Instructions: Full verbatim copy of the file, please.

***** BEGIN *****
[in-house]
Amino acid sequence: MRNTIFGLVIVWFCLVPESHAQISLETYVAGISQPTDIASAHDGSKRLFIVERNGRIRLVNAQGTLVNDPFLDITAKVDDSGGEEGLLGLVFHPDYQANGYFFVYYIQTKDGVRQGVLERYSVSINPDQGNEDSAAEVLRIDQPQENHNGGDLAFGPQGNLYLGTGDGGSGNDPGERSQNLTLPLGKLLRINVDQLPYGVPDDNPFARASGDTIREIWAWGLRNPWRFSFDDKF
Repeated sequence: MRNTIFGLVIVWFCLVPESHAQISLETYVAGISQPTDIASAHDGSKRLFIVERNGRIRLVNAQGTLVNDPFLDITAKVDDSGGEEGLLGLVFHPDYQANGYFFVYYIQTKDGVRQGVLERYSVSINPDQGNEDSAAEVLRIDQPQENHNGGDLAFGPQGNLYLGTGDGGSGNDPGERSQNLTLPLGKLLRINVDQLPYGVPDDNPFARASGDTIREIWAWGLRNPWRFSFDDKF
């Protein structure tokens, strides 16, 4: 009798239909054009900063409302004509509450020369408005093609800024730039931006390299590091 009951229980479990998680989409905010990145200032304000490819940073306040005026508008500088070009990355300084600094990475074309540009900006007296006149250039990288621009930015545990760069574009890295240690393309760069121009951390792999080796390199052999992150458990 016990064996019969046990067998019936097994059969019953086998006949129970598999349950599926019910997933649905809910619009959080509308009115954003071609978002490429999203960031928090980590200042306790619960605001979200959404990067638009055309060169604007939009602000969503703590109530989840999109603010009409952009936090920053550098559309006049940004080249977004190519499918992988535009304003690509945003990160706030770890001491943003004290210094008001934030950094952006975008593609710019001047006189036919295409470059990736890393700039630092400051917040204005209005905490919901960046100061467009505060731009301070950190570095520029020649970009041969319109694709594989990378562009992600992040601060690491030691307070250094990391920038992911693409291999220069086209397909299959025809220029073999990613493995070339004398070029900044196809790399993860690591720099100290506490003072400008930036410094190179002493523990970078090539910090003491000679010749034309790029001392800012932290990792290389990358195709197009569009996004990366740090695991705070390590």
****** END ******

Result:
[in-house]
Amino acid sequence: MRNTIFGLVIVWFCLVPESHAQISLETYVAGISQPTDIASAHDGSKRLFIVERNGRIRLVNAQGTLVNDPFLDITAKVDDSGGEEGLLGLVFHPDYQANGYFFVYYIQTKDGVRQGVLERYSVSINPDQGNEDSAAEVLRIDQPQENHNGGDLAFGPQGNLYLGTGDGGSGNDPGERSQNLTLPLGKLLRINVDQLPYGVPDDNPFARASGDTIREIWAWGLRNPWRFSFDDKF
Repeated sequence: MRNTIFGLVIVWFCLVPESHAQISLETYVAGISQPTDIASAHDGSKRLFIVERNGRIRLVNAQGTLVNDPFLDITAKVDDSGGEEGLLGLVFHPDYQANGYFFVYYIQTKDGVRQGVLERYSVSINPDQGNEDSAAEVLRIDQPQENHNGGDLAFGPQGNLYLGTGDGGSGNDPGERSQNLTLPLGKLLRINVDQLPYGVPDDNPFARASGDTIREIWAWGLRNPWRFSFDDKF
């Protein structure tokens, strides 16, 4: 009798239909054009900063409302004509509450020369408005093609800024730039931006390299590091 009951229980479990998680989409905010990145200032304000490819940073306040005026508008500088070009990355300084600094990475074309540009900006007296006149250039990288621009930015545990760069574009890295240690393309760069121009951390792999080796390199052999992150458990 016990064996019969046990067998019936097994059969019953086998006949129970598999349950599926019910997933649905809910619009959080509308009115954003071609978002490429999203960031928090980590200042306790619960605001979200959404990067638009055309060169604007939009602000969503703590109530989840999109603010009409952009936090920053550098559309006049940004080249977004190519499918992988535009304003690509945003990160706030770890001491943003004290210094008001934030950094952006975008593609710019001047006189036919295409470059990736890393700039630092400051917040204005209005905490919901960046100061467009505060731009301070950190570095520029020649970009041969319109694709594989990378562009992600992040601060690491030691307070250094990391920038992911693409291999220069086209397909299959025809220029073999990613493995070339004398070029900044196809790399993860690591720099100290506490003072400008930036410094190179002493523990970078090539910090003491000679010749034309790029001392800012932290990792290389990358195709197009569009996004990366740090695991705070390590």